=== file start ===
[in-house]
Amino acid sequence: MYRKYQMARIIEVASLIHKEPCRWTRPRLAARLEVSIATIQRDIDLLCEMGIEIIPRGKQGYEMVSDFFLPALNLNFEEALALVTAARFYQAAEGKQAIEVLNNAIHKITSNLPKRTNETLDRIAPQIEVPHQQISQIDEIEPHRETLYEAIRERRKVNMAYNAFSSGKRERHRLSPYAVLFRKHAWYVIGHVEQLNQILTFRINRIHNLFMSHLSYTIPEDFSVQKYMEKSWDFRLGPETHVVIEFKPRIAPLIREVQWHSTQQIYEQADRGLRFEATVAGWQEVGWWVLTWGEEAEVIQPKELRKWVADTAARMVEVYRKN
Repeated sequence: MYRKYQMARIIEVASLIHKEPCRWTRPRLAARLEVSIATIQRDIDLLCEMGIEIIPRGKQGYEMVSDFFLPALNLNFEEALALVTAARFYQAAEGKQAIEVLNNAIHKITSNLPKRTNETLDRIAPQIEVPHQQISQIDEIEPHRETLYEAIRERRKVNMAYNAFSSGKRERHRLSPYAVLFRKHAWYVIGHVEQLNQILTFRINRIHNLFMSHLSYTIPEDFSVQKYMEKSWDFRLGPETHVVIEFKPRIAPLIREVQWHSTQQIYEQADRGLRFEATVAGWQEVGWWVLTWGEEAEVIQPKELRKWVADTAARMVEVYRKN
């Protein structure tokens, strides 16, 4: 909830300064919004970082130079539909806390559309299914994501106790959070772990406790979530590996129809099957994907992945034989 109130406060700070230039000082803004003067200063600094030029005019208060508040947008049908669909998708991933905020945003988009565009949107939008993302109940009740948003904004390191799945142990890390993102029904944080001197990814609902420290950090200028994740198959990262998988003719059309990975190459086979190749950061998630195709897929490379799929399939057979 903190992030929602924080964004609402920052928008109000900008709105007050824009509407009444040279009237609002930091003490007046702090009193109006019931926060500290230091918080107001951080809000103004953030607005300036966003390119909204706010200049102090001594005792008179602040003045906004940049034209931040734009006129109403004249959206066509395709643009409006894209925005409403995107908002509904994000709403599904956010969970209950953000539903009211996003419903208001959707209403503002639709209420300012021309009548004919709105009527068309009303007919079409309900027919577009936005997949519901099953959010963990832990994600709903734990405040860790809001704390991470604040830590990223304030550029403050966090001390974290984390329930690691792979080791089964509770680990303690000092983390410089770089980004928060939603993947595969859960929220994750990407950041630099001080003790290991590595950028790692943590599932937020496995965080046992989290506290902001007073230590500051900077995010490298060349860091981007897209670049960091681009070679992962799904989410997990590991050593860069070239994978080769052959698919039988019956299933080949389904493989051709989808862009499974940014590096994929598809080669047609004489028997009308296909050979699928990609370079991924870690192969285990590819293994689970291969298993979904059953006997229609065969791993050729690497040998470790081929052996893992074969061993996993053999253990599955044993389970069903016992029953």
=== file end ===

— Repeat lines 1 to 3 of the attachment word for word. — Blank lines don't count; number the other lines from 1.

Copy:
[in-house]
Amino acid sequence: MYRKYQMARIIEVASLIHKEPCRWTRPRLAARLEVSIATIQRDIDLLCEMGIEIIPRGKQGYEMVSDFFLPALNLNFEEALALVTAARFYQAAEGKQAIEVLNNAIHKITSNLPKRTNETLDRIAPQIEVPHQQISQIDEIEPHRETLYEAIRERRKVNMAYNAFSSGKRERHRLSPYAVLFRKHAWYVIGHVEQLNQILTFRINRIHNLFMSHLSYTIPEDFSVQKYMEKSWDFRLGPETHVVIEFKPRIAPLIREVQWHSTQQIYEQADRGLRFEATVAGWQEVGWWVLTWGEEAEVIQPKELRKWVADTAARMVEVYRKN
Repeated sequence: MYRKYQMARIIEVASLIHKEPCRWTRPRLAARLEVSIATIQRDIDLLCEMGIEIIPRGKQGYEMVSDFFLPALNLNFEEALALVTAARFYQAAEGKQAIEVLNNAIHKITSNLPKRTNETLDRIAPQIEVPHQQISQIDEIEPHRETLYEAIRERRKVNMAYNAFSSGKRERHRLSPYAVLFRKHAWYVIGHVEQLNQILTFRINRIHNLFMSHLSYTIPEDFSVQKYMEKSWDFRLGPETHVVIEFKPRIAPLIREVQWHSTQQIYEQADRGLRFEATVAGWQEVGWWVLTWGEEAEVIQPKELRKWVADTAARMVEVYRKN